Thoughts on every day acts of ordinary courage…
The thing about working at an Inclusive Design Firm, a company that claims to teach best practices in DEI and Inclusive Organizational Design, is that there is never a day off. We, like so many of our clients, are constantly interrogating our own opportunities, contradictions, and yes, failings, to live and embody the work we teach.
As CEO of our small but mighty company, I recently had to confront my own shortcomings and failings as a leader as it pertains to the very common Enneagram Type 3 tendency to play ‘rescuer,’ (a strategy to avoid confrontation in exchange for being liked) in order to receive the lesson I needed on how to better protect my company and the people I am responsible to. Sitting across from my mentor I said off-handedly, ‘maybe the reason I am such a great teacher,’ the one compliment I will ever allow myself, ‘is because those who can’t do, teach.’ And my mentor, true to style and without missing a beat, responded, ‘maybe you are a great teacher because you never ask your students to do anything you don’t ask yourself to do.’
(Although I think that BFA in Dance and Theatre shouldn’t be discounted either… Especially because so many men I’ve sat across from in C-suites have tried to use it to discount me. Hahaha, jokes on them.)
The truth is, I learn as much from all of you as I teach most days. Like our one leader who recently wrote to me to tell me how their triggers at work mirror their unhealed childhood trauma. Or a person who wrote to ask me to send them some research about the correlation between how their brain works and anti-racism practice.
It is these every day acts of ordinary courage that keep me feeling naively-optimistic about the work we do, as I talk about here in my recent interview with King5 News, and inspire me and the rest of the LTHJ Global team to constantly question how we live and activate our values of, determination, grace, creativity, flexibility and autonomy, and to call that shit out when we miss the mark.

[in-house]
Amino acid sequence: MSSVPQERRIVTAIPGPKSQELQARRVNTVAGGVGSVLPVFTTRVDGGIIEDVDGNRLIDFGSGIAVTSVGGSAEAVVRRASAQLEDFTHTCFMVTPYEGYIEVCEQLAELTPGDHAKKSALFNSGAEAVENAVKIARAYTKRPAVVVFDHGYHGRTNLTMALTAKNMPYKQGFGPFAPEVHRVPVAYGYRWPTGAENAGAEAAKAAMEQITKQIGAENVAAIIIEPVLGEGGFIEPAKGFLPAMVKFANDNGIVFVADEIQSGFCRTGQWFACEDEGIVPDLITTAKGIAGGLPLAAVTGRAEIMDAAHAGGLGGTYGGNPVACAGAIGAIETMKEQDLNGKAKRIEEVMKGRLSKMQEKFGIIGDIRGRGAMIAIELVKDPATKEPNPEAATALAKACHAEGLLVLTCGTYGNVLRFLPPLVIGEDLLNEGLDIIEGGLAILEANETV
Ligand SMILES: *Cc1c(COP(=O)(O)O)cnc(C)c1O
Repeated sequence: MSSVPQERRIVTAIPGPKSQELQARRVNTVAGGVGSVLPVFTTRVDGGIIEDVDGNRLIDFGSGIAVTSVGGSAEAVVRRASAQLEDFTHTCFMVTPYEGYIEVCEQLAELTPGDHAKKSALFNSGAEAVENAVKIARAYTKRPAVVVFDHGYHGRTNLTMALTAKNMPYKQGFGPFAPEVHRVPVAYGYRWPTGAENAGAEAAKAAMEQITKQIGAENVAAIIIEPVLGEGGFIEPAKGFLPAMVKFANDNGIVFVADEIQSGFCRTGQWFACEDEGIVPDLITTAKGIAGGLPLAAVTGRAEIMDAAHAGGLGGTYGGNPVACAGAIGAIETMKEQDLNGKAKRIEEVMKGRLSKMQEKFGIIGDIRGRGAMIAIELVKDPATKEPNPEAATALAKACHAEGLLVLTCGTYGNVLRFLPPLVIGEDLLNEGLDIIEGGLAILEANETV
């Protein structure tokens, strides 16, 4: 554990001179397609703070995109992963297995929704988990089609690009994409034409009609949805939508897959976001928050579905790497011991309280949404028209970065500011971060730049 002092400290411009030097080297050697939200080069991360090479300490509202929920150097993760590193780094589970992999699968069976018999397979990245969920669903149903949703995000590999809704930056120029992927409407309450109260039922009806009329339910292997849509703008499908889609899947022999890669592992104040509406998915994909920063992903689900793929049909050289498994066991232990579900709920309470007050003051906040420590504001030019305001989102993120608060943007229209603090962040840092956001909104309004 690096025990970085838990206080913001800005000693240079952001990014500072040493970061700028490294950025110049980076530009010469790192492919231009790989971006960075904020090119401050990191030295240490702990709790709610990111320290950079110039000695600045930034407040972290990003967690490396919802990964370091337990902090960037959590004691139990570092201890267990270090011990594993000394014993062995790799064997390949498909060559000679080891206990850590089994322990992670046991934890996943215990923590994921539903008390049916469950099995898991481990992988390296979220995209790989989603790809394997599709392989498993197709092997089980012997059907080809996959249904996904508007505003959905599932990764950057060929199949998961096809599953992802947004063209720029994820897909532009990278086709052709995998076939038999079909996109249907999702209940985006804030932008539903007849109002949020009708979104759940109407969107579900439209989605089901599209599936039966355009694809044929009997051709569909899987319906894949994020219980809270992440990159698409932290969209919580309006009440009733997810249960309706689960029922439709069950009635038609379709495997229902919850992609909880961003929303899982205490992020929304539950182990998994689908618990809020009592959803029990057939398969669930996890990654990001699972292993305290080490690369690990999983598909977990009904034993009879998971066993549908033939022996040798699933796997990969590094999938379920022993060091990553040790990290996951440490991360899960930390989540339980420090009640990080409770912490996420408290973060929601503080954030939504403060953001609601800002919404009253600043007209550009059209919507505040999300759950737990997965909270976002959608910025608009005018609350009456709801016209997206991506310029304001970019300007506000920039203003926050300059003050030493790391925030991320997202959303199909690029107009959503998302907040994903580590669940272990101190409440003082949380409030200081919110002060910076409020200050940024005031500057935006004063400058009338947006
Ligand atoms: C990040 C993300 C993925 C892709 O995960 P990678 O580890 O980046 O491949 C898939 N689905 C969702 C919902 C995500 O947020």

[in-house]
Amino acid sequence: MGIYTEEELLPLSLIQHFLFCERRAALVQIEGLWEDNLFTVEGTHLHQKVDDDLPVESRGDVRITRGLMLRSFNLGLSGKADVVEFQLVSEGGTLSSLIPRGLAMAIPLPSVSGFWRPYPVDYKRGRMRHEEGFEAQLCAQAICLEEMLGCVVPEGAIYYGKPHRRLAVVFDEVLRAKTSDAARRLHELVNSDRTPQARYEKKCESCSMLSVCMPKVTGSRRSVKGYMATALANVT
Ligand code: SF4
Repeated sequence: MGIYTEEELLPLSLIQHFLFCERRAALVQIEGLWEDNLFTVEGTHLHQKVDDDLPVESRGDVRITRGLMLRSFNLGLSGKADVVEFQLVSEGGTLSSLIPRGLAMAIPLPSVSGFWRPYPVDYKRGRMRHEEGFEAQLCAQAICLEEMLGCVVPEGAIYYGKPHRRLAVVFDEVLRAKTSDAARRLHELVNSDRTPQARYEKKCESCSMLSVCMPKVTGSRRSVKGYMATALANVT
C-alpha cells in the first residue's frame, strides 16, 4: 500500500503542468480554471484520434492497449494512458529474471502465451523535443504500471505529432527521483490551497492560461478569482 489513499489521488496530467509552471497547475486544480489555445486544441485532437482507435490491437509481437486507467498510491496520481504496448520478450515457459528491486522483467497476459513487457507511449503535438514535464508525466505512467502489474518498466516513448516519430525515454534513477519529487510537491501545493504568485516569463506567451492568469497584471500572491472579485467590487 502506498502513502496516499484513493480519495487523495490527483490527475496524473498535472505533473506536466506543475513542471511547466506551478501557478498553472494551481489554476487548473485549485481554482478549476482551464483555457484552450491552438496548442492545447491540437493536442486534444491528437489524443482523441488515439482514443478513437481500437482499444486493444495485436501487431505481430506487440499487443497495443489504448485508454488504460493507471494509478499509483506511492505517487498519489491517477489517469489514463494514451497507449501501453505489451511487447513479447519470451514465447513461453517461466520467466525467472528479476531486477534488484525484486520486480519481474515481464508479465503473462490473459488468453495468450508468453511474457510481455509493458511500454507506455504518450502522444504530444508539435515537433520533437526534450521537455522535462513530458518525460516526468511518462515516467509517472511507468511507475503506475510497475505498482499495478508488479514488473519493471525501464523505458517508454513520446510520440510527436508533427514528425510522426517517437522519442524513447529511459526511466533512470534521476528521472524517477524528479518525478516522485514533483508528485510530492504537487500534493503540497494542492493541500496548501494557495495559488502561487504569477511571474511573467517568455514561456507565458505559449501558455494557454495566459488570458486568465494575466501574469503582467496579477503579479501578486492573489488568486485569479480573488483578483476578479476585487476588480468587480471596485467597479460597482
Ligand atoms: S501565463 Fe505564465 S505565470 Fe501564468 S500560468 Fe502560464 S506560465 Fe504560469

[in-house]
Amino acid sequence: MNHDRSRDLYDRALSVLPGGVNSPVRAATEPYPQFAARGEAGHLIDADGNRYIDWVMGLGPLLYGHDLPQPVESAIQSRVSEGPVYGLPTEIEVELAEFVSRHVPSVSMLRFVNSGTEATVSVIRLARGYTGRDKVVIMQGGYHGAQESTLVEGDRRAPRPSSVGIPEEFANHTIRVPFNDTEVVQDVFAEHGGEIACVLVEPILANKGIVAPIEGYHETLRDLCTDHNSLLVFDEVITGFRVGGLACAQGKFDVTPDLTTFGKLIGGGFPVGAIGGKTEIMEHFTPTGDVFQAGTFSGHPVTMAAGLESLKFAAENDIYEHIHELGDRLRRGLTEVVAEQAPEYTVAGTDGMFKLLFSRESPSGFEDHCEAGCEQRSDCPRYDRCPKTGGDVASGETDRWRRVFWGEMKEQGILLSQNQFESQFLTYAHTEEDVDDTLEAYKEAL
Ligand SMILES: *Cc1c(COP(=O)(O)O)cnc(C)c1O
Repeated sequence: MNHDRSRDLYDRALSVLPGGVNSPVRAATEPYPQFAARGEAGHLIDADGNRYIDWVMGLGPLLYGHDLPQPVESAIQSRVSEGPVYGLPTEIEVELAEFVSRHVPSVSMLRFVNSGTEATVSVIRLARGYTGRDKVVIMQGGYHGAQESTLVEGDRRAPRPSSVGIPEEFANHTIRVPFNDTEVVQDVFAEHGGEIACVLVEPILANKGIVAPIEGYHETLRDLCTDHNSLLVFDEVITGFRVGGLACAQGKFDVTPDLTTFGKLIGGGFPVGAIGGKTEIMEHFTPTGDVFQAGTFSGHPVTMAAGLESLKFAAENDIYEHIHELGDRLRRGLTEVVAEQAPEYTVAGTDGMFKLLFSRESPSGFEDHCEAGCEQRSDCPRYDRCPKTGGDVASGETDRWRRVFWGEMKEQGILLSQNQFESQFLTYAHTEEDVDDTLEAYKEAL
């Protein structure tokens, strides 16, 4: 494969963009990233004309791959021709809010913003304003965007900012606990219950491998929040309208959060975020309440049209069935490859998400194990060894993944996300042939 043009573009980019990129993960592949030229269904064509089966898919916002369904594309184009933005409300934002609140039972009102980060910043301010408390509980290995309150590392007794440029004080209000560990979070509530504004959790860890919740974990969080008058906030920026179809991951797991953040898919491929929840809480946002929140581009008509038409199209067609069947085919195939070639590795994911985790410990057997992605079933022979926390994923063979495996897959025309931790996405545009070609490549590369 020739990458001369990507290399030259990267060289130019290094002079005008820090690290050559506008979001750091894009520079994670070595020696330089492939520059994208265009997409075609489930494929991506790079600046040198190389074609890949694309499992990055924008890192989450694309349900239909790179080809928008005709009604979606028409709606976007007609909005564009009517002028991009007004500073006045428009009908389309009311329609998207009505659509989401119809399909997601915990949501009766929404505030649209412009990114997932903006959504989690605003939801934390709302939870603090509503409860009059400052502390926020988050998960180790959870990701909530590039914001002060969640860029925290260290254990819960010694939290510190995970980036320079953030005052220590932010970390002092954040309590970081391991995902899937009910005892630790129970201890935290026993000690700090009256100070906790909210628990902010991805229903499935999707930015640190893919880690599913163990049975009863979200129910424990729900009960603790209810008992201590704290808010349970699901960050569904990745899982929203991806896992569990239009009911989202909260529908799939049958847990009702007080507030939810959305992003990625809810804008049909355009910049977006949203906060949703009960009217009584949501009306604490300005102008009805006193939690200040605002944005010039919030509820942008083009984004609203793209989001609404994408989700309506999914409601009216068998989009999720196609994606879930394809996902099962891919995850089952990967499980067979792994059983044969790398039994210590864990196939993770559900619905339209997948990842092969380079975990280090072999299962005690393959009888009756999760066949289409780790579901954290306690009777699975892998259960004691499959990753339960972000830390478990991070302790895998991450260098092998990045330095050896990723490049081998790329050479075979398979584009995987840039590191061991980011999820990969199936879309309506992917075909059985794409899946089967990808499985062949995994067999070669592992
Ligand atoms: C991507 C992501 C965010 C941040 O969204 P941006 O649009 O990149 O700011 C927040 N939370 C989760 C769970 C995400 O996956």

Failing is hard. And failing as a Black woman as LTHJ Global Therapist and Culture Coach, Lisa C. Greene, talks about this month in her article Adjusting Your Crown is even harder. But as I have learned time and time again, failing is the main path toward growth, healing, and maturation. We can see this is true even in the aftermath of George Floyd’s murder. Although it is baby steps, and no replacement for a man’s life cut short, ripples of change will be his legacy, such as those captured here in our article The Reactions Of Corporate America After The Killing of George Floyd: What They Tell Us About Intent of Change, and the launch of so many internal DEI initiatives. Perhaps even yours…
Ripples of change.
In a society that teaches us to value quantity over quality, and progress at all costs, I think it is the acts of ordinary courage, the ones that start as drops, and grow into ripples, and eventually become the Ocean that, although they often go unnoticed, will ultimately tip the paradigm.
On Ordinary Courage: A Journal Entry…
Ordinary courage is a highly undervalued trait. It gets no comic book, no shield or cape. There is no pomp and circumstance for ordinary courage, no keys to the city.
Ordinary courage is, by my definition, what you do when nobody is watching, when there’s no tick of approval or pat on the back in your future.
Ordinary courage is just you, your values, and your ability to look in the mirror at the end of the day and say, ‘do as I try every damn day to do, not only as I say’.
Diversity is the norm,